I hope you're all on the edge of your seat waiting for my newfound inspiration. As readers of yesterday's blog know, I confessed to being in a three week slide (probably longer) with regard to my work responsibilities. I have been chasing fires rather than chasing new opportunities. I reported that my goal was to wake up a renewed, proactive person today, once again contributing value to our company and our clients.
I was fully prepared to admit that the doldrums are far too ominous a force to be tackled by simply confessing to be in them. But something did happen. I did wake up with a renewed sense of purpose. I did make significantly more calls and came up with more creative solutions than I have been lately. I did feel better about the economy, our company's prospects, and about myself.
Interesting....Hmmm..... What really happened, and why?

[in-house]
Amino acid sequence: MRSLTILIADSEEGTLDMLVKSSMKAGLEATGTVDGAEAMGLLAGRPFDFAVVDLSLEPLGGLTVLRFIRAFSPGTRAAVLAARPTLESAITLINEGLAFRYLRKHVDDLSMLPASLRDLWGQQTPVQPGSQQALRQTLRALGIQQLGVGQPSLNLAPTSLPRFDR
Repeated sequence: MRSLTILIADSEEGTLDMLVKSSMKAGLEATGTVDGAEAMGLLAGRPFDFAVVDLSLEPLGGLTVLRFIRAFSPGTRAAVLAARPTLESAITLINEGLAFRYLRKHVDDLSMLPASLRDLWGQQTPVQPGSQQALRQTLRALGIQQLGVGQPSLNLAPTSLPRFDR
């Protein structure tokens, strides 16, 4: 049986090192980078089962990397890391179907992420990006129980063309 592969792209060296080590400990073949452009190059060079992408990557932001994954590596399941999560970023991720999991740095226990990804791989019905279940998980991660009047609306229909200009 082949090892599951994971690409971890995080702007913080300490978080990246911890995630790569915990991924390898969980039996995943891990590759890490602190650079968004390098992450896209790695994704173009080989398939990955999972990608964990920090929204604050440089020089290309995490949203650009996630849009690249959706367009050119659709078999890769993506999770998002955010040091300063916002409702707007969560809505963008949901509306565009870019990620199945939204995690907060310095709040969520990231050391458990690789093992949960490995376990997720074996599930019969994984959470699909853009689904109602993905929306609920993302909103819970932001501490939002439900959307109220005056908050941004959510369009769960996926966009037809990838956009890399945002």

I confessed! This was completely unexpected. By simply making a public confession that I have nobody to blame but myself; by cutting myself off from any exit leading away from personal responsibility, I've been liberated. I've been liberated to do things that I hadn't thought of previously.
The lesson is self-evident. It correlates with everything we've written about in WorkPuzzle, and everything that science has revealed: The more personal responsibility you take to solve a given problem, the more you believe that you can make a difference, and the more you will!
However, the impact of confession isn't described or studied much in science. Perhaps it should be. It seems confession may be the quickest way to turn things around when you're in a slump.
So, here is what I want you to do: If you are caught in the doldrums and adding very little value to those who you are responsible to, do this: Confess to someone where you've failed and what your plan of change is. This alone can be your impetus to change.